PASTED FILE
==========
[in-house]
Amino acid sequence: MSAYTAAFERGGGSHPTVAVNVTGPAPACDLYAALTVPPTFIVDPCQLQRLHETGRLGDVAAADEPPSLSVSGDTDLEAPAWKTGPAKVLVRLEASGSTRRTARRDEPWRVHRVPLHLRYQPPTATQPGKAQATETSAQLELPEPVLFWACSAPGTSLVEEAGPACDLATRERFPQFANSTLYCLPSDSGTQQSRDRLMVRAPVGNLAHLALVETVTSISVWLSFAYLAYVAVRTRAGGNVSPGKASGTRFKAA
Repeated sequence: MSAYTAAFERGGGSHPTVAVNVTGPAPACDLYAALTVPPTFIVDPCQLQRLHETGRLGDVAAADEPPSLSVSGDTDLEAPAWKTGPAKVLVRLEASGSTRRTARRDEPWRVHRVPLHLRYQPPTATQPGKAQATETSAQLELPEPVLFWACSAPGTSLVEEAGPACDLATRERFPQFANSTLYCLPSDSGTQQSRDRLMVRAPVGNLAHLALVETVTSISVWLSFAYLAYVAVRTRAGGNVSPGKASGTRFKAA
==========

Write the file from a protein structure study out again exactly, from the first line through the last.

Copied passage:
[in-house]
Amino acid sequence: MSAYTAAFERGGGSHPTVAVNVTGPAPACDLYAALTVPPTFIVDPCQLQRLHETGRLGDVAAADEPPSLSVSGDTDLEAPAWKTGPAKVLVRLEASGSTRRTARRDEPWRVHRVPLHLRYQPPTATQPGKAQATETSAQLELPEPVLFWACSAPGTSLVEEAGPACDLATRERFPQFANSTLYCLPSDSGTQQSRDRLMVRAPVGNLAHLALVETVTSISVWLSFAYLAYVAVRTRAGGNVSPGKASGTRFKAA
Repeated sequence: MSAYTAAFERGGGSHPTVAVNVTGPAPACDLYAALTVPPTFIVDPCQLQRLHETGRLGDVAAADEPPSLSVSGDTDLEAPAWKTGPAKVLVRLEASGSTRRTARRDEPWRVHRVPLHLRYQPPTATQPGKAQATETSAQLELPEPVLFWACSAPGTSLVEEAGPACDLATRERFPQFANSTLYCLPSDSGTQQSRDRLMVRAPVGNLAHLALVETVTSISVWLSFAYLAYVAVRTRAGGNVSPGKASGTRFKAA